Under a government which has for its main object the sacrifice of the greatest happiness of the greatest number, to the sinister interest of the ruling one and the sub-ruling few, corruption and delusion to the greatest extent possible, are necessary to that object: waste, in so far as conducive to the increase of the corruption and delusion fund, a subordinate or co-ordinate object: war, were it only as a means and pretence for such waste, another object never out of view: that object, together with those others, invariably pursued, in so far as the contributions capable of being extracted from contributors, involuntary or voluntary, in the shape of taxes, or in the shape of loans, i. e. annuities paid by government by means of further taxes, can be obtained:—under such a government, by every penny paid into the Treasury, the means of diminishing the happiness of the greatest number receive increase;—by every penny which is prevented from taking that pernicious course, the diminution of that general happiness is so far prevented. (Principles of Judicial Procedure (1827) in Works, vol. 2, p. 139.)

James Mill (1773–1836)

Bentham was often very difficult to read so it fell to his followers like James Mill (1773–1836) to spread his ideas among a broader audience which he did in a series of entries in the Encyclopaedia Britannica (1824) - "Caste, " "Colony," and "Government" - and numerous articles in the influential The London Review during the 1830s - "State of the Nation" (Apr. 1835) and "Aristocracy" (Jan. 1836). [These can all be found in James Mill, The Political Writings of James Mill: Essays and Reviews on Politics and Society, 1815–1836, ed. David M. Hart] The phrases he used most often were "the ruling Few" (or the "Aristocracy") and "the subject Many" in order to expose the "sinister interests" of the small group who controlled the British government for their own selfish purposes. Mill identified the sinister interests specifically with the narrow aristocracy which ran the British government, namely the “200 families” or the Establishment described in great detail by John Wade in his Black Book.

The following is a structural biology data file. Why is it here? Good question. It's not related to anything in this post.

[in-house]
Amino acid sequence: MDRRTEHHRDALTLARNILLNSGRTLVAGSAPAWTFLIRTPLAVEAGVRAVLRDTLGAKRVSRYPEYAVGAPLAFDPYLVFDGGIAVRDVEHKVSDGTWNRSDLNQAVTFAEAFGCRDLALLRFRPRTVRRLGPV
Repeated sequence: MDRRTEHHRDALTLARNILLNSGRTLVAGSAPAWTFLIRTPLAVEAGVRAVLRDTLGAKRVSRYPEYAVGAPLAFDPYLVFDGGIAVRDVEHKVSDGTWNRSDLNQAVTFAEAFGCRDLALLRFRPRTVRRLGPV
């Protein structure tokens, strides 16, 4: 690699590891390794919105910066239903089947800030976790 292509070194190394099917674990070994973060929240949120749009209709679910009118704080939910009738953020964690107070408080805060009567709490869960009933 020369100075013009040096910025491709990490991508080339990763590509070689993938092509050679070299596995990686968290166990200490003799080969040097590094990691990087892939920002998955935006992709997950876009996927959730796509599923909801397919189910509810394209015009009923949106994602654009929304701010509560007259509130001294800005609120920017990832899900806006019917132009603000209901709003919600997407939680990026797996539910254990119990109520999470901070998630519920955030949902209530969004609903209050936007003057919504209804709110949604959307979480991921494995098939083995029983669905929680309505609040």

The Philosophic Radicals, of which he was a leading intellectual, wanted to destroy the power of the aristocracy, to remove their political and economic privileges, and to allow the “people” (or at least the middle class) to vote, be elected, and run the state in the broad "universal" interests of all mankind. To Mill’s mind the interests of the aristocracy were “sinister” because they were exclusive and solely benefited the members of this group at the expense of the broad mass of the common people. The common people, almost by definition, were incapable he thought of displaying sinister interests because this group was diverse, complex, and undifferentiated. A serious criticism which could and in fact was directed at this view was that the ordinary people could be mislead by a "faction" in the government or press about the true nature of their interests and bad policy from the state would be result. The strategy of the Philosophic Radicals was to destroy the power of the aristocracy by agitating for the bulk of the ordinary people to stand for election and to vote. The means to this end was the Reform Act which came into being in 1832 which permitted a sizable portion of the wealthier and propertied middle class to vote for the first time.

Mill defined an “aristocracy” as "any small number whatsoever; who, by the circumstance of being entrusted with power, …(and) have an interest in making a bad use of it … , are constituted an Aristocracy" (Mill, "Government" (1824), Political Writings, p. 505). He believed that colonies provided an excellent way for the aristocracy to get jobs, positions, contracts, and other state benefits, thus linking colonial policy and war with with domestic class rule. By controlling both domestic and colonial policy "the Few" could rule "the Many":

(I)n every country, there is "a Few," and there is "a Many;" that in all countries in which the government is not very good, the interest of "the Few" prevails over the interest of "the Many," and is promoted at their expence. "The Few" is the part that governs; "the Many" the part that is governed. (Mill, "Government" (1824), Political Writings, p. 272.)